Wed 16 June 2021:
Two historic shipwrecks, one dating back to the 14th century and the other to 1796, have been found in Singapore’s waters near Pedra Branca, offering “invaluable” insights into the country’s maritime past, researchers said on Wednesday.
The prosperous island nation has long been a key trading hub on global shipping routes connecting the Indian Ocean and the South China Sea.
Some photos from the media briefing today, when National Heritage Board and ISEAS – Yusof Ishak Institute announced the discovery of two historic shipwrecks within Singapore Territorial Waters around Pedra Branca.
— ISEAS – Yusof Ishak Institute (@ISEAS) June 16, 2021
The wrecks were found off Pedra Branca, a rocky outcrop east of Singapore, according to the National Heritage Board and think tank the ISEAS-Yusof Ishak Institute, which worked together on the project.
Details of the displays would be provided later, NHB said.
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These are only the second and third historic shipwrecks ever discovered in Singapore’s waters, after that of World War II ship Empress of Asia, which was sunk by Japanese aircraft in 1942 and recovered in 2010.
The first shipwreck dated back around 600 years and is about 100m northwest of the rocky outcrop that forms Pedra Branca. Excavations unearthed Chinese ceramics such as Longquan green-ware dishes and blue-and-white bowls.
The Shah Munchah wreck site yielded a wider range of artefacts, including glass bottle stopper, metal betal nut cutters, medallions and figurines. PHOTOS: NATIONAL HERITAGE BOARD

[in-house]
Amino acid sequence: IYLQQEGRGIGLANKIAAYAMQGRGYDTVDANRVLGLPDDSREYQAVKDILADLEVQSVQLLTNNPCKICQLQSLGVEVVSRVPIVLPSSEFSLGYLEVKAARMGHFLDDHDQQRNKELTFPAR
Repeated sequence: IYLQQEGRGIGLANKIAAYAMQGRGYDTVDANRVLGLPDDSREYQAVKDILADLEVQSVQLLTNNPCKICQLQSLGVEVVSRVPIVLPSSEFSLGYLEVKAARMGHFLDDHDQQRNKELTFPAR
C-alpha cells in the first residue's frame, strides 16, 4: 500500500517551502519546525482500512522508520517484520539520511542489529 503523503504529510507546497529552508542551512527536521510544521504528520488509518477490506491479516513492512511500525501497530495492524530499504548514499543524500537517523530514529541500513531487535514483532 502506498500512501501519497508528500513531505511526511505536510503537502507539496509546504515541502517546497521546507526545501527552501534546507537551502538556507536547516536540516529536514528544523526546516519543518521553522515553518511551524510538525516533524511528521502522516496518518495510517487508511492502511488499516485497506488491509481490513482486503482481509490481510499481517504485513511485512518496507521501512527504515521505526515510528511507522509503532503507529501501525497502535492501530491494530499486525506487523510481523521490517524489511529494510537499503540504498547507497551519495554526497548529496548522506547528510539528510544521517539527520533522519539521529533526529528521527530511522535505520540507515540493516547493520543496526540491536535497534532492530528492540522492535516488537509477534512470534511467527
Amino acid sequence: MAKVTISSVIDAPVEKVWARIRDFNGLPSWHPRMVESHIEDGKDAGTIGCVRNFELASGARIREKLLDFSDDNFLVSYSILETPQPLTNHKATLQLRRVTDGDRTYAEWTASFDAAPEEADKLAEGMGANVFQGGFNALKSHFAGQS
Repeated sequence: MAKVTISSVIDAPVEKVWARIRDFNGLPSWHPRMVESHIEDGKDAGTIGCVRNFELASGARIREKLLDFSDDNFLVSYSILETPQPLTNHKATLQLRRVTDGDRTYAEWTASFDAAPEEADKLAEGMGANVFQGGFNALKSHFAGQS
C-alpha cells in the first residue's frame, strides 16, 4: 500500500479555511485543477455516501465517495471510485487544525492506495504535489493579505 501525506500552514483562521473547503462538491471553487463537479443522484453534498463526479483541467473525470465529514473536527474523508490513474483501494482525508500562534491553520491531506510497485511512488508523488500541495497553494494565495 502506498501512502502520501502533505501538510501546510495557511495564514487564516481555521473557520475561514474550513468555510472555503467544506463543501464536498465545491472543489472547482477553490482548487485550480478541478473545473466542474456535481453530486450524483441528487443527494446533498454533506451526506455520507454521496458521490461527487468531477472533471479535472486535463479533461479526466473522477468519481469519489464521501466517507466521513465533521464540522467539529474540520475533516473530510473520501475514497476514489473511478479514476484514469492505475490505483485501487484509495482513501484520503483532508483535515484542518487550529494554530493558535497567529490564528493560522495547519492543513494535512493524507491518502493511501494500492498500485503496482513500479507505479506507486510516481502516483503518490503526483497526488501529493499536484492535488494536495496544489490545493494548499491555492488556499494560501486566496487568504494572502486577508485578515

Dr Michael Flecker, project director of maritime archaeology projects at Iseas, said that the vessel carried the largest Yuan dynasty blue-and-white porcelain haul ever recovered in a documented shipwreck.
Many of these artefacts are rare pieces and one — a blue-and-white bottle with a flanged straight neck — is believed to be unique, he said. Dr Flecker added that they have not sought a commercial valuation for this bottle, which was made at the Jingdezhen kilns in China.
Some of the items were similar to artifacts found in archaeological digs on land, which showed that Singapore was a trading hub well before the arrival of British colonizers in 1819.
Undersea excavations on the first wreck led to the discovery of the second, which is likely to be the Shah Munchah, a merchant vessel built in India that sank in 1796 while sailing from China to India.
Items recovered from the second wreck ranged from Chinese ceramics to glass and agate objects, as well anchors and cannons, the heritage board and think tank said.
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